If both are correct, it's not really pedantic, is it?

            That's pretty pedantic.

    • Re: (Score:3, Funny)

      by ctmurray (1475885)

      Its called a terameter. What is the point of the metric system if you don't use the other scales?

      Because then everyone would have to look up teramer and google would crash under the /. rush.

    • by besalope (1186101)
      Why use meters at all? It's in space, it should be measured in AU (astronomical units).
    • by pitchpipe (708843)

      Its called a terameter. What is the point of the metric system if you don't use the other scales?

      Plain ol' familiarity. Same reason that I would say that I weigh 90 kilograms instead of 0.09 megagrams. Well, maybe that and what it implies. :-O

    • Re: (Score:3, Insightful)

      by Alarindris (1253418)
      The point of the metric system is consistent units of 10, not the naming conventions. They prefixes are basically as arbitrary as 12 in = 1 foot, as no one speaks latin anymore.
      • by g0dsp33d (849253) on Friday December 18, 2009 @12:32AM (#30483898)
        It is generally accepted to try to use the prefix that will best keep the number of units between 1-999. More people might still speak parts of Latin if people used the correct terms. Also Slashdot is a technical crowd and I would bet that less than 1% doesn't know what a Tera means.
        • Re: (Score:3, Insightful)

          by Alarindris (1253418)
          That's my point, metric's usefulness is the math part. The prefixes could be called anything, they could be iimeter, imeter, meter, Imeter, IImeter, etc.

          That part you still have to memorize just like 5280ft in a mile.
          • by selven (1556643)

            That part you still have to memorize just like 5280ft in a mile.

            At least you don't have to memorize the names 3 times, once for distance (inch, foot, mile, etc), once for mass (ounce, pound, etc) and once for volume (fluid ounce, pint, gallon, etc).

        • by euxneks (516538)

          It is generally accepted to try to use the prefix that will best keep the number of units between 1-999. More people might still speak parts of Latin if people used the correct terms. Also Slashdot is a technical crowd and I would bet that less than 1% doesn't know what a Tera means.

          True, however, it's best to often represent a measurement in terms of what people already know. I know roughly how long it takes me to get through 1 km, but there is still the calculation, however quick, of changing a terameter into something I would be able to relate to easily, which is a billion km.

        • by lewiscr (3314)

          I would bet that less than 1% doesn't know what a Tera means.

          Of course we know what it means. 2^40.

      • by DoninIN (115418)
        The point of the metric system was for a bunch of pretentious jerks, including the french, to re-invent the wheel, then a bunch of pointy-headed science types, who loved it's utility for things like physics and... Well probably just that. Convinced the world it was a good idea to "switch" so now half the world has two or three types of tools, trillions of dollars have been wasted on the pointless duplication of hardware that perfectly functional, and the perfectly functional and in some ways superior for th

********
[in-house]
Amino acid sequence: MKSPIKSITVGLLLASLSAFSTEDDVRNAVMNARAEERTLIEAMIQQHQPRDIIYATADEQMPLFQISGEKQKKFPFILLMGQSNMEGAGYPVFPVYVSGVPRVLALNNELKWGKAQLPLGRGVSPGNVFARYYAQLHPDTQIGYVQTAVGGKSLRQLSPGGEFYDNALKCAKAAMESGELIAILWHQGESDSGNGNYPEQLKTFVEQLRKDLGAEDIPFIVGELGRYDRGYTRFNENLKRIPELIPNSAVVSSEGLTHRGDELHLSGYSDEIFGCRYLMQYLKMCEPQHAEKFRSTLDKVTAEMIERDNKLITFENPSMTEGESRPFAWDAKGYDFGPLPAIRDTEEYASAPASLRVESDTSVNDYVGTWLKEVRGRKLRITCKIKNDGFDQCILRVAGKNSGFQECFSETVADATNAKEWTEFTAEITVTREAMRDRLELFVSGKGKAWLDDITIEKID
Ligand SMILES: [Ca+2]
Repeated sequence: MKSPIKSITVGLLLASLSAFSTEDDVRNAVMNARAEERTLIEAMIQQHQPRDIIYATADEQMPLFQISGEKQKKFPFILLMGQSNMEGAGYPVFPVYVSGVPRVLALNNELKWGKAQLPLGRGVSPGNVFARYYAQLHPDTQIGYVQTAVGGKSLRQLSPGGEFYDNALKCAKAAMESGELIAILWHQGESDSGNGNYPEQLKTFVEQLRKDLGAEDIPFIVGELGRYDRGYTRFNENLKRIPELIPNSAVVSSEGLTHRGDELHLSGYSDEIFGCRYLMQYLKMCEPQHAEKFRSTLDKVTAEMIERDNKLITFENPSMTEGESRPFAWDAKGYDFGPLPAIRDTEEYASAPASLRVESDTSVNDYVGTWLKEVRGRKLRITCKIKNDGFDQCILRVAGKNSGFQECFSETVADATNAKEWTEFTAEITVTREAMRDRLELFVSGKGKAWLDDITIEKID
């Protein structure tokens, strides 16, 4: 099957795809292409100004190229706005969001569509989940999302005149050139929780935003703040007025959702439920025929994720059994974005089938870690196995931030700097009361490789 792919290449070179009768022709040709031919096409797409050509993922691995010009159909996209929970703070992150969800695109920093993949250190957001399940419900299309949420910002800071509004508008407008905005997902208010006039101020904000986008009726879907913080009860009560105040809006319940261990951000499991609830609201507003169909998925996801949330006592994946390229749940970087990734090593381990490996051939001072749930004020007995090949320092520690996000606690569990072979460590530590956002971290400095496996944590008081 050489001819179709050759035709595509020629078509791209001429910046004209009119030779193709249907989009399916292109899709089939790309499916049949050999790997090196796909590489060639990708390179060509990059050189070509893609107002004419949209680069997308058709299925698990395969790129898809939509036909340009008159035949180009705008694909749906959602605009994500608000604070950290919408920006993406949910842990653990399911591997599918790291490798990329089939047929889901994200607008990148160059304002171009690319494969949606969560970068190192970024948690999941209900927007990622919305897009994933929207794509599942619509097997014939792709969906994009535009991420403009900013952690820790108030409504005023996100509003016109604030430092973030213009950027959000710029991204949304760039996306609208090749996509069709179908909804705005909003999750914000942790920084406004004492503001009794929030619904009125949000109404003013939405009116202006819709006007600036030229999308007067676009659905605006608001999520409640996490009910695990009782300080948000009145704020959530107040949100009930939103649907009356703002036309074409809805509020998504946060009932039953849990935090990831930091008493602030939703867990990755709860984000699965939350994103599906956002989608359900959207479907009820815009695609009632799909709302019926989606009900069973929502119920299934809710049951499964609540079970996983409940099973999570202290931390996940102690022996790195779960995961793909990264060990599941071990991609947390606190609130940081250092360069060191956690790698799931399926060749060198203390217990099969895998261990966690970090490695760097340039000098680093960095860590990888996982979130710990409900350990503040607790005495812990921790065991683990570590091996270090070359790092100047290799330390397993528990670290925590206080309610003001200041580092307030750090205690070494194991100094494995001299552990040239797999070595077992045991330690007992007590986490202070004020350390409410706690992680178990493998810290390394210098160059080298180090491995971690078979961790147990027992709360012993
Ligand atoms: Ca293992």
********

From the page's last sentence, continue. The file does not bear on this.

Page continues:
• It's called scientific notation. Nobody really uses metric prefixes.

    • Re: (Score:2, Interesting)

      by noidentity (188756)
      Heh, reminds me of I think it was Enterprise episodes where they were talking of thousands and tens of thousands of meters from the ship. I kept wondering why they didn't say for example 3.5 kilomoeters, 20 kiliometers, etc.

      Just be glad the headline wasn't "Lake On Titan Winks From a Giga Kilomoeter Away"

  • How do they know it's methane, couldn't it be any liquid?

    • by JoshuaZ (1134087) on Thursday December 17, 2009 @10:11PM (#30483090) Homepage
      We know that Titan has a lot of methane. The main reason is that the radiation it gives off is consistent with methane. In particular, we can use spectroscopy to confirm that the light given off is highly consistent with methane reflecting light from the sun. See http://en.wikipedia.org/wiki/Spectroscopy [wikipedia.org]. We have evidence for the methane nature both in the visible range, infrared range and certain other ranges that is consistent with methane and not much else. Moreover, methane is very stable and fairly common (as chemicals go) so even if we didn't have very good spectroscopic data, it would be the most likely guess.
      • by daveime (1253762) on Thursday December 17, 2009 @10:20PM (#30483168)

        ALL THESE FARTS ARE YOURS. USE THEM WISELY, AND DON'T LIGHT ANY NAKED FLAMES.

        EXCEPT TITAN. ATTEMPT NO LANDING THERE, BECAUSE IT BLOODY STINKS.

        Filter error: Don't use so many caps. It's like YELLING. Yes, right, I'm sure Stanley Kubrick told Arthur C. Clarke the same thing when they were finalizing the screenplay. So now I'm reduced to typing a lot of mindless garbage just to get around the lousy Slashdot filter.

        • Re: (Score:1, Informative)

          by Anonymous Coward

          The text parent is paraphrasing belongs to 2010: Odyssey Two, directed by Peter Hyams. No Kubrick around.

        • by jo_ham (604554)

          Although to be pedantic, methane doesn't smell.

          The purest farts are silent, and not deadly, unless lit.

    • by zoom-ping (905112)
      Spectrum analysis? Didn't RTFA.
    • How do they know it's methane, couldn't it be any liquid?

      At that temperature, anyway. It can't be water.

  • Methane is an organic material. Organics are one of the key building blocks of life. In fact, it is one of many byproducts of life processes. An abundance of organic material bodes well for finding life (probably bacterial) on Titan.